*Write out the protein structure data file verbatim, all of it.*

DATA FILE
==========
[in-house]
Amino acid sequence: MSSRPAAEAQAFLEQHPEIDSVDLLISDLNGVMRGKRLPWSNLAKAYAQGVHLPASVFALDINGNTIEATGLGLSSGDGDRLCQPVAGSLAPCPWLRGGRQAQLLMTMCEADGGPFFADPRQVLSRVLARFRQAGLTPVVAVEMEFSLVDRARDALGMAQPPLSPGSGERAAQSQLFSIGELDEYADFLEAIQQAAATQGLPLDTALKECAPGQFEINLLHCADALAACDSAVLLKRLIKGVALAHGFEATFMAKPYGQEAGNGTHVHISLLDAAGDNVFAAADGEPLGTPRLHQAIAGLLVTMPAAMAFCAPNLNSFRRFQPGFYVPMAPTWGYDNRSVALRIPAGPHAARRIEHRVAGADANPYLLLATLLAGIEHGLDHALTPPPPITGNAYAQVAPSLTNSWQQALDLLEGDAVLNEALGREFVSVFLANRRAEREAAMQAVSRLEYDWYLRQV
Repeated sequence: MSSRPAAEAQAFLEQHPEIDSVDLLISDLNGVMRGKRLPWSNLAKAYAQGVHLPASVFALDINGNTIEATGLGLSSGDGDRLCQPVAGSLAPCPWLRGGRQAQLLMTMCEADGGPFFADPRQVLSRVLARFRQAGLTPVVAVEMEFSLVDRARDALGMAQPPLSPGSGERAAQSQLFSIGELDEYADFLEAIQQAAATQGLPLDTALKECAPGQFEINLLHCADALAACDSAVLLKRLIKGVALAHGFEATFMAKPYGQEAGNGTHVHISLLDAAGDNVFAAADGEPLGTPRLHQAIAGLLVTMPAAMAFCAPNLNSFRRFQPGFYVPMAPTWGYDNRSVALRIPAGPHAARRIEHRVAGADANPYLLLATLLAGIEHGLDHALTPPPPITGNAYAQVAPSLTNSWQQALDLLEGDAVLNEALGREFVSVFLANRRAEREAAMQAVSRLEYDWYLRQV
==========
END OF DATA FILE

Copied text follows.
[in-house]
Amino acid sequence: MSSRPAAEAQAFLEQHPEIDSVDLLISDLNGVMRGKRLPWSNLAKAYAQGVHLPASVFALDINGNTIEATGLGLSSGDGDRLCQPVAGSLAPCPWLRGGRQAQLLMTMCEADGGPFFADPRQVLSRVLARFRQAGLTPVVAVEMEFSLVDRARDALGMAQPPLSPGSGERAAQSQLFSIGELDEYADFLEAIQQAAATQGLPLDTALKECAPGQFEINLLHCADALAACDSAVLLKRLIKGVALAHGFEATFMAKPYGQEAGNGTHVHISLLDAAGDNVFAAADGEPLGTPRLHQAIAGLLVTMPAAMAFCAPNLNSFRRFQPGFYVPMAPTWGYDNRSVALRIPAGPHAARRIEHRVAGADANPYLLLATLLAGIEHGLDHALTPPPPITGNAYAQVAPSLTNSWQQALDLLEGDAVLNEALGREFVSVFLANRRAEREAAMQAVSRLEYDWYLRQV
Repeated sequence: MSSRPAAEAQAFLEQHPEIDSVDLLISDLNGVMRGKRLPWSNLAKAYAQGVHLPASVFALDINGNTIEATGLGLSSGDGDRLCQPVAGSLAPCPWLRGGRQAQLLMTMCEADGGPFFADPRQVLSRVLARFRQAGLTPVVAVEMEFSLVDRARDALGMAQPPLSPGSGERAAQSQLFSIGELDEYADFLEAIQQAAATQGLPLDTALKECAPGQFEINLLHCADALAACDSAVLLKRLIKGVALAHGFEATFMAKPYGQEAGNGTHVHISLLDAAGDNVFAAADGEPLGTPRLHQAIAGLLVTMPAAMAFCAPNLNSFRRFQPGFYVPMAPTWGYDNRSVALRIPAGPHAARRIEHRVAGADANPYLLLATLLAGIEHGLDHALTPPPPITGNAYAQVAPSLTNSWQQALDLLEGDAVLNEALGREFVSVFLANRRAEREAAMQAVSRLEYDWYLRQV